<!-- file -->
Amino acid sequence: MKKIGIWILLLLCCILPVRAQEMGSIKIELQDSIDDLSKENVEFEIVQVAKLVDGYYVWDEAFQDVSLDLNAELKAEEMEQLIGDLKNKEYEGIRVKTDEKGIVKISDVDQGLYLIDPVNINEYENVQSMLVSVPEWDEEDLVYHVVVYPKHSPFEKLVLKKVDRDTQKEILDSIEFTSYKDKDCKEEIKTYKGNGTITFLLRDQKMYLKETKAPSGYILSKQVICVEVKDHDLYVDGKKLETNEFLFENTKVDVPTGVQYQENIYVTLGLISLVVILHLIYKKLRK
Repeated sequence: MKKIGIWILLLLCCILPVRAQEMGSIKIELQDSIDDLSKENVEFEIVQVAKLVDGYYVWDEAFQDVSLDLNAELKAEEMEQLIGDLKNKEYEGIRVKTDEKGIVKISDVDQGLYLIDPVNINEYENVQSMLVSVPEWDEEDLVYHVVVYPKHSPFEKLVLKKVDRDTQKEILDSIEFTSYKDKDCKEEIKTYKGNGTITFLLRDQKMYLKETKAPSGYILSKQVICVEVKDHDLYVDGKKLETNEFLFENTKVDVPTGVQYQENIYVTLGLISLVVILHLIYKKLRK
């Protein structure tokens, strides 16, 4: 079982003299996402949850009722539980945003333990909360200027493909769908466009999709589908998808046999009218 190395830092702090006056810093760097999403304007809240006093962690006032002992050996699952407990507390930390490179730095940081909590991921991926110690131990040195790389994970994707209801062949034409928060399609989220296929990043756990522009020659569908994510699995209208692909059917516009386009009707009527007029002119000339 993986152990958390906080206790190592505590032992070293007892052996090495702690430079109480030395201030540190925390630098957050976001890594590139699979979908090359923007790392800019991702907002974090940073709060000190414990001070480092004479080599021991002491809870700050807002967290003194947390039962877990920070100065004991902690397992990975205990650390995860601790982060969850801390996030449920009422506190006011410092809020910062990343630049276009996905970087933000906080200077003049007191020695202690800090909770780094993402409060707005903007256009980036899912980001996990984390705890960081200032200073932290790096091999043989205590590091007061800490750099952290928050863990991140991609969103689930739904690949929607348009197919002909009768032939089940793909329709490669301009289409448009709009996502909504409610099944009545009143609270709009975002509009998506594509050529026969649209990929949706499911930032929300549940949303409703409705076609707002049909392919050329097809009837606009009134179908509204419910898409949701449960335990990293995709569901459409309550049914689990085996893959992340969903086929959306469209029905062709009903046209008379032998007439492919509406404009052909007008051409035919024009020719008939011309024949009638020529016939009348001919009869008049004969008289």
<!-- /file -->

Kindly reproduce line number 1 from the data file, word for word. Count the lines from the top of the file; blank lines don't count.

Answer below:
Amino acid sequence: MKKIGIWILLLLCCILPVRAQEMGSIKIELQDSIDDLSKENVEFEIVQVAKLVDGYYVWDEAFQDVSLDLNAELKAEEMEQLIGDLKNKEYEGIRVKTDEKGIVKISDVDQGLYLIDPVNINEYENVQSMLVSVPEWDEEDLVYHVVVYPKHSPFEKLVLKKVDRDTQKEILDSIEFTSYKDKDCKEEIKTYKGNGTITFLLRDQKMYLKETKAPSGYILSKQVICVEVKDHDLYVDGKKLETNEFLFENTKVDVPTGVQYQENIYVTLGLISLVVILHLIYKKLRK